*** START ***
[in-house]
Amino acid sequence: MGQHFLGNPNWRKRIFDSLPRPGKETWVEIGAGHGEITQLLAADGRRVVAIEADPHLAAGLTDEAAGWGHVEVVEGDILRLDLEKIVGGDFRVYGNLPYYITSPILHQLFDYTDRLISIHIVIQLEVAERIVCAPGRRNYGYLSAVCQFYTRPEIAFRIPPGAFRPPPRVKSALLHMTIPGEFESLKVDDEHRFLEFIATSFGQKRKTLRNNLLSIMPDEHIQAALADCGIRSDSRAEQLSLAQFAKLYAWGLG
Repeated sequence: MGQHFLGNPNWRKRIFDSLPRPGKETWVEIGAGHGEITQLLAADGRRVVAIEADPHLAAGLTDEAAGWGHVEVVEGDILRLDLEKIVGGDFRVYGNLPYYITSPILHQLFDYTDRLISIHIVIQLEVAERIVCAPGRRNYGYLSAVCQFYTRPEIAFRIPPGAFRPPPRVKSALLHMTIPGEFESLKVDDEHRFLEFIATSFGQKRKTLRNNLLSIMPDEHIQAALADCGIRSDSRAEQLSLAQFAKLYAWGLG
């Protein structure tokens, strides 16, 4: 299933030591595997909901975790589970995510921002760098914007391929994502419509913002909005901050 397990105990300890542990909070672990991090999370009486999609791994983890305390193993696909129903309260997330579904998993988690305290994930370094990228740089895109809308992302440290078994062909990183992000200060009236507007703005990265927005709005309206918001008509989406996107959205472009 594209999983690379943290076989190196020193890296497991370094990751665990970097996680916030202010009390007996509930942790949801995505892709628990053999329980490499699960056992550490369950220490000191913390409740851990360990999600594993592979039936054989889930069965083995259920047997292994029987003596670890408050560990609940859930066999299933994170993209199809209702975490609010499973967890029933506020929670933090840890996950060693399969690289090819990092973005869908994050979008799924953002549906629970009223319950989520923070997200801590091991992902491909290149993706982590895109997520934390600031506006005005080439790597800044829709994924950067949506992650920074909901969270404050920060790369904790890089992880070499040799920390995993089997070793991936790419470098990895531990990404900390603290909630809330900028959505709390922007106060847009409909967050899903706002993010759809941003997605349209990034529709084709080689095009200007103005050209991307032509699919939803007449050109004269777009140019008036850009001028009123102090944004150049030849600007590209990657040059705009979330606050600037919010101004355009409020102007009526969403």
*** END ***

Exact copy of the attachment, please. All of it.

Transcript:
[in-house]
Amino acid sequence: MGQHFLGNPNWRKRIFDSLPRPGKETWVEIGAGHGEITQLLAADGRRVVAIEADPHLAAGLTDEAAGWGHVEVVEGDILRLDLEKIVGGDFRVYGNLPYYITSPILHQLFDYTDRLISIHIVIQLEVAERIVCAPGRRNYGYLSAVCQFYTRPEIAFRIPPGAFRPPPRVKSALLHMTIPGEFESLKVDDEHRFLEFIATSFGQKRKTLRNNLLSIMPDEHIQAALADCGIRSDSRAEQLSLAQFAKLYAWGLG
Repeated sequence: MGQHFLGNPNWRKRIFDSLPRPGKETWVEIGAGHGEITQLLAADGRRVVAIEADPHLAAGLTDEAAGWGHVEVVEGDILRLDLEKIVGGDFRVYGNLPYYITSPILHQLFDYTDRLISIHIVIQLEVAERIVCAPGRRNYGYLSAVCQFYTRPEIAFRIPPGAFRPPPRVKSALLHMTIPGEFESLKVDDEHRFLEFIATSFGQKRKTLRNNLLSIMPDEHIQAALADCGIRSDSRAEQLSLAQFAKLYAWGLG
């Protein structure tokens, strides 16, 4: 299933030591595997909901975790589970995510921002760098914007391929994502419509913002909005901050 397990105990300890542990909070672990991090999370009486999609791994983890305390193993696909129903309260997330579904998993988690305290994930370094990228740089895109809308992302440290078994062909990183992000200060009236507007703005990265927005709005309206918001008509989406996107959205472009 594209999983690379943290076989190196020193890296497991370094990751665990970097996680916030202010009390007996509930942790949801995505892709628990053999329980490499699960056992550490369950220490000191913390409740851990360990999600594993592979039936054989889930069965083995259920047997292994029987003596670890408050560990609940859930066999299933994170993209199809209702975490609010499973967890029933506020929670933090840890996950060693399969690289090819990092973005869908994050979008799924953002549906629970009223319950989520923070997200801590091991992902491909290149993706982590895109997520934390600031506006005005080439790597800044829709994924950067949506992650920074909901969270404050920060790369904790890089992880070499040799920390995993089997070793991936790419470098990895531990990404900390603290909630809330900028959505709390922007106060847009409909967050899903706002993010759809941003997605349209990034529709084709080689095009200007103005050209991307032509699919939803007449050109004269777009140019008036850009001028009123102090944004150049030849600007590209990657040059705009979330606050600037919010101004355009409020102007009526969403």